Yesterday

When disability movies become inspiration porn
(via The Walrus)

TIFF debuts Breathe and Stronger flub their chance to show the reality of disabled lives.

Yesterday

Mike Huckabee and the rise of Christian media under Trump
(via The Atlantic)

The former Arkansas governor has a new television show on Trinity Broadcasting Network, and a powerful first guest.

Yesterday

China’s CNOOC cancels Aurora LNG project in BC
(via The Globe and Mail)

China’s CNOOC Ltd. has cancelled a liquefied natural gas project planned for northwest British Columbia.

15 Sep 2017

Has the UN Climate Assessment Process become obsolete?
(via Inside Climate News)

Issuing massive IPCC climate change reports every seven years is too slow at a time when constant updates are needed to keep pace with science, some scientists say.

15 Sep 2017

‘Exceptionally serious’: Report says half of Canadian wildlife declining
(via CTV News)

An extensive survey of 903 species of Canadian birds, fish, mammals, reptiles and amphibians over more than four decades has found that half of them are in serious population decline.

15 Sep 2017

Where are Canada’s missing electric cars?
(via DeSmog Canada)

The race is on for electric vehicle supremacy.

15 Sep 2017

Nice one: Equifax had ‘admin’ as login and password in Argentina
(via BBC News)

The credit report provider Equifax has been accused of a fresh data security breach, this time affecting its Argentine operations.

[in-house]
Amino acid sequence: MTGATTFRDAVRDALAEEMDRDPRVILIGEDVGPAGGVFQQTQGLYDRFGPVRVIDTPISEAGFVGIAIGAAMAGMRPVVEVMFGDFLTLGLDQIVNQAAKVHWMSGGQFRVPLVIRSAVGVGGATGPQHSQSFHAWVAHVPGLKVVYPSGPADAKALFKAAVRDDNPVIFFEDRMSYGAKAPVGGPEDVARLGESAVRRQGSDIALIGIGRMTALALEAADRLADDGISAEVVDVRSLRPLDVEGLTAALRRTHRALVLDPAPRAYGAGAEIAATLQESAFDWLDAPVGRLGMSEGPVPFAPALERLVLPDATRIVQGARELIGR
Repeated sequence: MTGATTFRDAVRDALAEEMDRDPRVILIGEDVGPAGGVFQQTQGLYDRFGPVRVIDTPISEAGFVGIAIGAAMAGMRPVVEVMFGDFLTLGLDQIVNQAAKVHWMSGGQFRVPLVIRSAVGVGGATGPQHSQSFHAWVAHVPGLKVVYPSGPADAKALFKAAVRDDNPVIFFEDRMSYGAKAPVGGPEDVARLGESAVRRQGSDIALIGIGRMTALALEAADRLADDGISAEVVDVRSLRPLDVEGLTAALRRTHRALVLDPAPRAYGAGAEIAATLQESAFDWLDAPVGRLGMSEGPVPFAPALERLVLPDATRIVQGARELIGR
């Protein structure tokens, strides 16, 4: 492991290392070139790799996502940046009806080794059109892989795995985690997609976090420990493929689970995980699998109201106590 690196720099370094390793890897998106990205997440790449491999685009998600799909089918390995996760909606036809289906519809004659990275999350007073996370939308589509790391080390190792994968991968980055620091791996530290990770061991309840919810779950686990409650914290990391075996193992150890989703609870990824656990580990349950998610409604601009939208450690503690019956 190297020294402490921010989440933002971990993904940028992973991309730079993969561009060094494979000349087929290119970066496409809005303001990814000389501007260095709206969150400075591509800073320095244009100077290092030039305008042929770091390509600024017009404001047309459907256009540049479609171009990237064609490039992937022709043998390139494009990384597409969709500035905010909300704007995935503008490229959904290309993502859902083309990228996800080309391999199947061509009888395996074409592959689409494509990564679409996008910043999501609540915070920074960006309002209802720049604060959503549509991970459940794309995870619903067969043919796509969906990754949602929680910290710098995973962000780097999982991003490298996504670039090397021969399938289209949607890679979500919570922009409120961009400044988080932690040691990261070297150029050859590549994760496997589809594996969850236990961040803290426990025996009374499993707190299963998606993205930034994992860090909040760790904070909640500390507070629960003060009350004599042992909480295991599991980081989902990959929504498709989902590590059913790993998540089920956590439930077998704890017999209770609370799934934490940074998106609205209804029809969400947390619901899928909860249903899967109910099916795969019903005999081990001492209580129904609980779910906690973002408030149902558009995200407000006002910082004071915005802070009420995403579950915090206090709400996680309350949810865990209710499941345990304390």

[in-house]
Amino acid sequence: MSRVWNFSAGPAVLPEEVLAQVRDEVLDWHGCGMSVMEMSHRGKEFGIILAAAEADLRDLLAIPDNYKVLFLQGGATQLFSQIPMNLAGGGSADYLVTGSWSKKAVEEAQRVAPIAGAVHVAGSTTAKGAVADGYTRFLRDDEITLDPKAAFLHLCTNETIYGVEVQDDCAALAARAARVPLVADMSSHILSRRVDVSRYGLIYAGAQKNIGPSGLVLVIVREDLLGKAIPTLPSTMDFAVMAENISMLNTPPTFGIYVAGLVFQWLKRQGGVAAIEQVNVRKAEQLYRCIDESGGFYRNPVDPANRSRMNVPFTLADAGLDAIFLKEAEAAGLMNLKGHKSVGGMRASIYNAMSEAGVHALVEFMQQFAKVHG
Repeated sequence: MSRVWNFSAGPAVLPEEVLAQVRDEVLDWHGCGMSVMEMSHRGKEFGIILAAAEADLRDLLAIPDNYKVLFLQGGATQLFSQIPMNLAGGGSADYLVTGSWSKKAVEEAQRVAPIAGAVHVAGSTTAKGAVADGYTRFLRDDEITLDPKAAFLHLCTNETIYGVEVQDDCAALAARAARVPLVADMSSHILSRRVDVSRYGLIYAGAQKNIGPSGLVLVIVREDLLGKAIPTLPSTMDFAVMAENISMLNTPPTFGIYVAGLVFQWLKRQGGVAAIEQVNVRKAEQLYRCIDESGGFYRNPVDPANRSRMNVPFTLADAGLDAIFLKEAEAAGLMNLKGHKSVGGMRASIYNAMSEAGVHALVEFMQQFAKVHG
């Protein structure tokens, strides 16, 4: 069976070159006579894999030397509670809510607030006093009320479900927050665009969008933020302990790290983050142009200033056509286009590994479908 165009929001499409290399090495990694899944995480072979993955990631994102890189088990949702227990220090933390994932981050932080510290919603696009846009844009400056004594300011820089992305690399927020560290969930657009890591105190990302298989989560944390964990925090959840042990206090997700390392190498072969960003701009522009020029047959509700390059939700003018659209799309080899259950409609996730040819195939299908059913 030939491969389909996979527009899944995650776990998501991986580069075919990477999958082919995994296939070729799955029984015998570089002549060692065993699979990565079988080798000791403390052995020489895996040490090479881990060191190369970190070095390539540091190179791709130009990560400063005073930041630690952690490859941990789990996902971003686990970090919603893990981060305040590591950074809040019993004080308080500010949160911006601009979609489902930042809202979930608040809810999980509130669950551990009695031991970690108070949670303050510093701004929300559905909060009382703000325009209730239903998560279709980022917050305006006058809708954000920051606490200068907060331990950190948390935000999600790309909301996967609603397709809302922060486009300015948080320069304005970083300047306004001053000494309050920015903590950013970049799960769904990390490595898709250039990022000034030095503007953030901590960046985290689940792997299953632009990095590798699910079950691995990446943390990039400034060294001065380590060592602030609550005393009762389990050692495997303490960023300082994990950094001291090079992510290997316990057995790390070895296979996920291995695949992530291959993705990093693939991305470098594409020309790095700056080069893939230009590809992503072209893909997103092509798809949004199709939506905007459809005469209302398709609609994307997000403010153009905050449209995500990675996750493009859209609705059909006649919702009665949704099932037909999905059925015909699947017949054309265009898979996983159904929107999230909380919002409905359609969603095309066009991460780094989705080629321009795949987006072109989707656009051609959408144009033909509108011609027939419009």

15 Sep 2017

Why Canada needs a national school food program
(via Maclean’s)

Why, in a rich country like Canada, will so many children be sitting in their new classrooms feeling hungry this week?

15 Sep 2017

Much ado about nothing: Ancient Indian text contains earliest zero symbol
(via The Guardian)

Nowt, nada, zilch: there is nothing new about nothingness. But the moment that the absence of stuff became zero, a number in its own right, is regarded as one of the greatest breakthroughs in the history of mathematics.

15 Sep 2017

Are we living in the golden age of silent film?
(via the New York Times)

The summer’s hottest destination for video entertainment is a U.K.-based social media brand called LADbible. In July alone, the viral clips that churn out of its Facebook page were viewed more than 3 billion times.

15 Sep 2017

National Post’s Ontario newsroom workers look to unionize
(via The Globe and Mail)

Saying they have “no other realistic option,” newsroom employees at the National Post in Ontario are working to unionize in the face of benefit-pay cuts and buyouts that they believe will threaten the quality of Postmedia Network Inc.’s national newspaper.

14 Sep 2017

How humans are inadvertently hastening the extinction of Canada’s whales
(via The Walrus)

An investigation into this summer’s mysterious deaths blames our booming industries. But it isn’t too late to save the endangered mammals.

14 Sep 2017

Pressure mounts on Facebook to release campaign ads bought by Russia
(via Yahoo! News)

A campaign finance reform group, accusing Facebook of being used as an “accomplice” in a Russian influence scheme, is calling on company chairman Mark Zuckerberg to reverse his position and publicly release “secretly-sponsored” Russian political ads that ran on its platform during last year’s presidential election.

14 Sep 2017

Good riddance: A judge has sent Martin Shkreli to jail for Facebook post offering bounty for Hillary Clinton’s hair
(via CNBC)

An angry federal judge revoked the $5 million bond of convicted fraudster Martin Shkreli on Wednesday and ordered him jailed after ruling the notorious “pharma bro” was a danger to the public because of his offer on Facebook of cash for samples of Hillary Clinton’s hair.

14 Sep 2017

The White House calls a comment by Jemele Hill of ESPN ‘a fireable offence’
(via the New York Times)